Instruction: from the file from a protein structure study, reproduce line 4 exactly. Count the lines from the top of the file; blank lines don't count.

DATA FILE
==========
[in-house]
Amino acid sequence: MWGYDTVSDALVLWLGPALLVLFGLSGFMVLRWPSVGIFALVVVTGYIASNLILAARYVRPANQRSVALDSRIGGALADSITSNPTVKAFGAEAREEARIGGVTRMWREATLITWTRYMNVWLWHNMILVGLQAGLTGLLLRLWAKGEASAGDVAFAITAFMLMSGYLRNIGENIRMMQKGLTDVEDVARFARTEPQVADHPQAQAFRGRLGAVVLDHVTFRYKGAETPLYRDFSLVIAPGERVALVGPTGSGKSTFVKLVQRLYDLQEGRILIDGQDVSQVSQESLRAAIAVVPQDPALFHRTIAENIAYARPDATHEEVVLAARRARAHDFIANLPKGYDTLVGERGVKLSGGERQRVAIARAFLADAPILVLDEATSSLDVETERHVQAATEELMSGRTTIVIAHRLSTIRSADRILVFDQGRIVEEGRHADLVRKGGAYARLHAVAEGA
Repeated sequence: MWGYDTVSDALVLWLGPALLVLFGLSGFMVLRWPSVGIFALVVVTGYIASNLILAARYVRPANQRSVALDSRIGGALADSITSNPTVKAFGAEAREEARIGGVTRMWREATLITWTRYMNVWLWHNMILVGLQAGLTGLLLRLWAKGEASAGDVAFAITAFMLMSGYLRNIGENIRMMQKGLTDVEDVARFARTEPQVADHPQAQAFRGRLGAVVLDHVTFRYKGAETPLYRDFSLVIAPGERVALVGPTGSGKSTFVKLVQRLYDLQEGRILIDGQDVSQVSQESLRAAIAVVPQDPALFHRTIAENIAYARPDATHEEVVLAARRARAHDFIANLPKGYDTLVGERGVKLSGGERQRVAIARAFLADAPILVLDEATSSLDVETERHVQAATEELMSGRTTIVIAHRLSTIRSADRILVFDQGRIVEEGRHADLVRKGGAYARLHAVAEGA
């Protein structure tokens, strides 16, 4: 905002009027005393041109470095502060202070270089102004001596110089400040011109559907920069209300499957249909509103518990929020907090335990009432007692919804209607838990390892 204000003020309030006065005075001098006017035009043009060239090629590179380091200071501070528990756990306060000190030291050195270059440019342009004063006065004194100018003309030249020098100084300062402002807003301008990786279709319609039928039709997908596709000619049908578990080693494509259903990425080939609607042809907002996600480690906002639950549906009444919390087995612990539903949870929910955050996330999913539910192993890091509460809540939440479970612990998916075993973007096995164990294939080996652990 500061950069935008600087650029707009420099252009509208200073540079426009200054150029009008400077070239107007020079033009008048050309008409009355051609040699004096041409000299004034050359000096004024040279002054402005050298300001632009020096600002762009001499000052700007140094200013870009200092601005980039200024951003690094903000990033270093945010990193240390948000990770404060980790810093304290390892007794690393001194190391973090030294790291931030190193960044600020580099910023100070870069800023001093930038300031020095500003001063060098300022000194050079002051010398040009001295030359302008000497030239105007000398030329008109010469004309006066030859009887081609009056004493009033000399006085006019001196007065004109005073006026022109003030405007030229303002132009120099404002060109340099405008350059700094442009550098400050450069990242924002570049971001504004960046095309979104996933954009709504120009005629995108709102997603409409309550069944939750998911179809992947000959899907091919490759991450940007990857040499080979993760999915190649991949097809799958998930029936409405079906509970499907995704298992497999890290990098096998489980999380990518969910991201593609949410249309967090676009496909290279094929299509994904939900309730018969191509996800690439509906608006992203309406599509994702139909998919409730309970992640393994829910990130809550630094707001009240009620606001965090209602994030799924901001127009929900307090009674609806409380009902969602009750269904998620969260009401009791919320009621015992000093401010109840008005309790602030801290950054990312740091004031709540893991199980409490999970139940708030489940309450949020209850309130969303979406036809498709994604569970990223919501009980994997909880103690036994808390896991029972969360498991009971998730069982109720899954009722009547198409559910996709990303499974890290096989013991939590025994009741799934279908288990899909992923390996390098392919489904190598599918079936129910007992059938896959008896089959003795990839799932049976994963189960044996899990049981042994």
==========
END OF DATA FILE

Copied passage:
């Protein structure tokens, strides 16, 4: 905002009027005393041109470095502060202070270089102004001596110089400040011109559907920069209300499957249909509103518990929020907090335990009432007692919804209607838990390892 204000003020309030006065005075001098006017035009043009060239090629590179380091200071501070528990756990306060000190030291050195270059440019342009004063006065004194100018003309030249020098100084300062402002807003301008990786279709319609039928039709997908596709000619049908578990080693494509259903990425080939609607042809907002996600480690906002639950549906009444919390087995612990539903949870929910955050996330999913539910192993890091509460809540939440479970612990998916075993973007096995164990294939080996652990 500061950069935008600087650029707009420099252009509208200073540079426009200054150029009008400077070239107007020079033009008048050309008409009355051609040699004096041409000299004034050359000096004024040279002054402005050298300001632009020096600002762009001499000052700007140094200013870009200092601005980039200024951003690094903000990033270093945010990193240390948000990770404060980790810093304290390892007794690393001194190391973090030294790291931030190193960044600020580099910023100070870069800023001093930038300031020095500003001063060098300022000194050079002051010398040009001295030359302008000497030239105007000398030329008109010469004309006066030859009887081609009056004493009033000399006085006019001196007065004109005073006026022109003030405007030229303002132009120099404002060109340099405008350059700094442009550098400050450069990242924002570049971001504004960046095309979104996933954009709504120009005629995108709102997603409409309550069944939750998911179809992947000959899907091919490759991450940007990857040499080979993760999915190649991949097809799958998930029936409405079906509970499907995704298992497999890290990098096998489980999380990518969910991201593609949410249309967090676009496909290279094929299509994904939900309730018969191509996800690439509906608006992203309406599509994702139909998919409730309970992640393994829910990130809550630094707001009240009620606001965090209602994030799924901001127009929900307090009674609806409380009902969602009750269904998620969260009401009791919320009621015992000093401010109840008005309790602030801290950054990312740091004031709540893991199980409490999970139940708030489940309450949020209850309130969303979406036809498709994604569970990223919501009980994997909880103690036994808390896991029972969360498991009971998730069982109720899954009722009547198409559910996709990303499974890290096989013991939590025994009741799934279908288990899909992923390996390098392919489904190598599918079936129910007992059938896959008896089959003795990839799932049976994963189960044996899990049981042994």